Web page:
US Financial Regulators Moving ‘Very Fast’ to Take on Climate Change

May 6, 2021 Updated: May 6, 2021

WASHINGTON—Financial regulators around the world are rushing to implement models to measure the financial risk arising from climate change. Central banks including the Federal Reserve may soon begin to implement climate stress tests of banks, which may limit financing for industries such as mining, oil, and gas.

The world’s largest central banks are pondering how to promote green financing, as they seek to introduce regulatory frameworks to “mobilize” more money for green and low-carbon investments.

Critics, however, argue that the proposals to introduce climate stress tests aim to “defund the fossil fuel industry” and steer funds to “fashionable but unprofitable investments.”

Stress testing, developed after the Great Recession, is a process by which central banks determine whether a financial institution has enough capital to weather various economic risks.

The European Central Bank (ECB) is one of the pioneers in investigating and deploying concrete plans to address climate risk. The bank is currently piloting a framework for climate stress tests that involves 2,000 banks in the euro area and is planning to publish the result of its exercise in July.

Speaking at a webinar hosted by the ratings firm Moody’s on May 6, Carmelo Salleo, head of stress test modeling division at the ECB, said that modeling financial risk derived from climate risk is still “in its infancy” and there’s a lack of consensus among experts on how to develop the model.

Hence, the scientists at the ECB “had to start from scratch” and do all the steps from finding the relevant data to thinking of different ways to model it, he said.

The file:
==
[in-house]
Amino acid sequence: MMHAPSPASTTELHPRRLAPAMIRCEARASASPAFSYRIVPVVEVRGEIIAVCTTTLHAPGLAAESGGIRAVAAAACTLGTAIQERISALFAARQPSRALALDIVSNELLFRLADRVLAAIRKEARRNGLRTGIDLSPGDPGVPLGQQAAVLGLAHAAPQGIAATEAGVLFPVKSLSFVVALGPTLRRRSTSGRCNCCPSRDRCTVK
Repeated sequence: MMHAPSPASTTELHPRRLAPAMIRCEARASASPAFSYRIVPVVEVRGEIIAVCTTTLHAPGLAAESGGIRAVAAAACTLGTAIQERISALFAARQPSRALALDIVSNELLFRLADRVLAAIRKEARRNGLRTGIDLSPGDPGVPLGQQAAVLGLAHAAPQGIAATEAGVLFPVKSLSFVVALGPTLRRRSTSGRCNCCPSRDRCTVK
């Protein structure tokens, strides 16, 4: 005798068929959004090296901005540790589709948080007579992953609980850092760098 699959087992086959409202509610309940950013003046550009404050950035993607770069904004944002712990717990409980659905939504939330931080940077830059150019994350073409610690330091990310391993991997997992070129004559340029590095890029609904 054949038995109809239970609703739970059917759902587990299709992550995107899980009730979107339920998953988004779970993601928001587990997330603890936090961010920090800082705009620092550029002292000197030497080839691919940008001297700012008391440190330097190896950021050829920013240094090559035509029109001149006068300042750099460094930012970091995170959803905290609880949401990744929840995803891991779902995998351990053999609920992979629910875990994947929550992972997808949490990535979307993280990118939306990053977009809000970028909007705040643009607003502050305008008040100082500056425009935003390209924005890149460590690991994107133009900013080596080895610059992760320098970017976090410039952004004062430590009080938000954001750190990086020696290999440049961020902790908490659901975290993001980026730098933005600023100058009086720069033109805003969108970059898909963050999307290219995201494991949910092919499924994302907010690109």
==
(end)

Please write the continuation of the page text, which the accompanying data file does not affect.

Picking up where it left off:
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A sign for the ratings firm Moody’s stands in front of the company’s headquarters in New York in this file photo. (EMMANUEL DUNAND/AFP via Getty Images)

“But the good news is, it can be done with some investment,” he said.

The purpose of the stress test modeling is to identify climate-related physical and transition risk factors facing banks and companies.

Physical risk refers to costs that arise from extreme weather events such as floods and wildfires. And transition risk is defined as financial risk arising from policy changes in the process of moving towards a low-carbon economy.

According to Salleo, increasing carbon taxes, for example, would affect some companies disproportionately and that generates financial risk for these firms.

The Bank of England announced last year that it would implement its first climate stress test on financial institutions in June. The test will require banks and insurance firms to determine whether they have enough capital levels to mitigate potential losses from climate change.

The developments in Europe have encouraged U.S. regulators to explore ways to mitigate climate-related risks facing the U.S. financial system.